winter 2014

summer 2014

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How to increase your bird population.

When we moved into our home, in late January 2013, there were not a lot of birds to be seen around the place. Since then things have changed dramatically. We now have a thriving population of many different species of wild birds. In part this can be put down to us putting nesting-boxes up, creating two wildlife friendly ponds and growing thousands of flowers and vegetables in a place that up until then was just a field of creeping buttercups. But the biggest contributing factor must be providing food for the birds. We have planted a lot of shrubs and trees with berries, like the native Hawthorn, Rowan, Holly and Elder along with Teasels, Fennel and Sunflowers. We leave the berries and seed-heads in place all winter and they are proving very popular with the birds.

We also wanted the enjoyment of seeing the birds close up so we created some birdtables close to the kitchen window. All that was needed was two old round cheese-boards, some chopsticks and a couple of cheap old cymbals from a drum kit. We tried without the roofs for a while and just stuck the cheese-boards to the top of the branches, but we have some very hungry jackdaws about that came and hacked the food to pieces very quickly so something had to be done. The cymbal roofs also keep the rain away, something that is quite important in the West of Ireland.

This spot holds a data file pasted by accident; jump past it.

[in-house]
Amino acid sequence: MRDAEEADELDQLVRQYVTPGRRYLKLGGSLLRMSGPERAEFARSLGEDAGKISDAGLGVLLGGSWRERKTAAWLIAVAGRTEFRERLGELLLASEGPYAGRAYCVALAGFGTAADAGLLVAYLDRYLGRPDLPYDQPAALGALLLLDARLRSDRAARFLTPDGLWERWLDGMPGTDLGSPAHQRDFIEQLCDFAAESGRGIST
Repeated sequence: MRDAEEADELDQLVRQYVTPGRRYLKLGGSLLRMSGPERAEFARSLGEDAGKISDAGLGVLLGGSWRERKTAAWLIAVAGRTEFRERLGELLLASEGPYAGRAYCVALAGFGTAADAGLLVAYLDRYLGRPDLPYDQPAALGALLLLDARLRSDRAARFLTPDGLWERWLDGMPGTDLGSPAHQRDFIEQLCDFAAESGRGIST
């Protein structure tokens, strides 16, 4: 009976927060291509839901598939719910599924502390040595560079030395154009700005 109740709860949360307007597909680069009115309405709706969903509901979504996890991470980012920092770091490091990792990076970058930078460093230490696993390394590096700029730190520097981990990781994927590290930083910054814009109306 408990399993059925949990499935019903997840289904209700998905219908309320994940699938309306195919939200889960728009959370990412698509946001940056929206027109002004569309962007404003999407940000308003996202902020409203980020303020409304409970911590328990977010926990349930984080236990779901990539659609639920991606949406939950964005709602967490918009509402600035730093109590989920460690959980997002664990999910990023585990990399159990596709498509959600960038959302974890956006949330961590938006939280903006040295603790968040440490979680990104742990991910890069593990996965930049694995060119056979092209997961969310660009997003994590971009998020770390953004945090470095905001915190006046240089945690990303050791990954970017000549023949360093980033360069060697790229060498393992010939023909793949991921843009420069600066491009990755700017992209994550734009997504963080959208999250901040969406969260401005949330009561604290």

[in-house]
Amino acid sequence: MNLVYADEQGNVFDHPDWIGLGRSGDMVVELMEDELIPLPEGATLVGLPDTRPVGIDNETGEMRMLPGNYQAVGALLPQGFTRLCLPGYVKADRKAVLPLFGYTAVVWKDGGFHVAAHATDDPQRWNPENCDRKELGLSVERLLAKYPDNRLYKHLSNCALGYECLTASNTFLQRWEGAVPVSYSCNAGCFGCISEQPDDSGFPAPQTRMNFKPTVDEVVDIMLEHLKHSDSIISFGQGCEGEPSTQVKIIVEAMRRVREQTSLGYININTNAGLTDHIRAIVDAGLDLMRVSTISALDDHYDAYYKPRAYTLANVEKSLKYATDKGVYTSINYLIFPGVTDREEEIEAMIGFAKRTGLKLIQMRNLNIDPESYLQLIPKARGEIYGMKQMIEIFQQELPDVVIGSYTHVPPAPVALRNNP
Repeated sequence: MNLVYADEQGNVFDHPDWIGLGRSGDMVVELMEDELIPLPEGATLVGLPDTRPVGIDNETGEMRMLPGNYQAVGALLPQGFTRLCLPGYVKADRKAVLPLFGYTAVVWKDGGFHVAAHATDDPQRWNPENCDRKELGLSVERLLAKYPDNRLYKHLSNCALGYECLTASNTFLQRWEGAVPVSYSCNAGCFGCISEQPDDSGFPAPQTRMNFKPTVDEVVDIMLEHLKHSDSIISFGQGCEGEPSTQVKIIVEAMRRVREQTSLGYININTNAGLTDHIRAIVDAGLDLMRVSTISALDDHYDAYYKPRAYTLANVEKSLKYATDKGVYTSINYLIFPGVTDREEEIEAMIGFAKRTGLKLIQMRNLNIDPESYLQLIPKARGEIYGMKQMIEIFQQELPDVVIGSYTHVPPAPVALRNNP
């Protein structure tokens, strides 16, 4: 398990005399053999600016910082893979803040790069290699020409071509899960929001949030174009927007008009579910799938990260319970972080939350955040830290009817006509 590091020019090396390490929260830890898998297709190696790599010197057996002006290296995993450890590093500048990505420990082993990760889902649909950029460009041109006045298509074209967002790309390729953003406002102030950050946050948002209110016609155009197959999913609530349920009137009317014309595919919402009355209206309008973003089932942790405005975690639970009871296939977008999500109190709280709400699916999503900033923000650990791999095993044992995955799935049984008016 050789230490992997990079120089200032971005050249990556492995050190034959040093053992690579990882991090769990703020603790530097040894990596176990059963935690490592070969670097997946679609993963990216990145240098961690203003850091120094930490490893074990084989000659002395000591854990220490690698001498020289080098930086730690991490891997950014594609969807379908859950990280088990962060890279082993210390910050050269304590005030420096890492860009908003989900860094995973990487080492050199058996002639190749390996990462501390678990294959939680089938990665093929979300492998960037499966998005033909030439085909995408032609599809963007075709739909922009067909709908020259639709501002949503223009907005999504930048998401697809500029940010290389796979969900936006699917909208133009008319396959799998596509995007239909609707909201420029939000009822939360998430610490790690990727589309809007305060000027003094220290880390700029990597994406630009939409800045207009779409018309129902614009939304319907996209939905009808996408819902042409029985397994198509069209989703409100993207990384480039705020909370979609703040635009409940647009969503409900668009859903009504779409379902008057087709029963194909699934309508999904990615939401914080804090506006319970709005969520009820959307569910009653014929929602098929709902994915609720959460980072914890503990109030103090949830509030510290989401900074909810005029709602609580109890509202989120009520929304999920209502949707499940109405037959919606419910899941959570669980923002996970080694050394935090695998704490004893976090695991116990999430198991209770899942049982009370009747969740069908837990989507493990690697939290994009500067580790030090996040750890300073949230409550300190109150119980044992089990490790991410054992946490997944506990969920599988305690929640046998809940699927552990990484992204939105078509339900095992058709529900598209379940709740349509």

Bird table in snow.

Because buying fat and suet balls can be expensive, we wanted to come up with an alternative. Now we make our own economical round feeding blocks that fits nicely on the feeding tables, and last a very long time. If you would like to give them a go all you need is some cheap baking or pastry fat from the supermarket or some lard from your butcher’s shop. Melt it in a saucepan and as soon as it is liquid, remove from the heat and mix in some seeds for wild birds, (we like to buy a big bag as it is cheaper), some oats, breadcrumbs, left over porridge or rice or any other suitable ingredients. We made to much cranberry sauce for Christmas, and our birds were happy to feast on some slightly pink blocks for weeks… Once you have a fairly solid mix, pour it into some old plastic plant pots, lined with plastic bags so the mixture does not escape through the holes. Press down slightly, we like to stand the pots inside each other, and the bottom of one pot flattens the mixture underneath it. Let set for a few hours or overnight, pop on your table and enjoy watching your feathered friends. We have two hanging peanut-feeders as well and most birds like alternating between the feeders and the table.

Great tit looking for a meal.

It might take a while before your population picks up, but be patient and you will be greatly rewarded. It has sometime been suggested that you should not feed your birds all year around, but more recent studies have shown that if you continue to feed your bird, not just in the Winter, they have bigger broods and more chicks survive. It is lovely to look at all the different birds and they will be your organic pest control, eating a lot of unwanted creatures before they get a chance to eat your vegetables.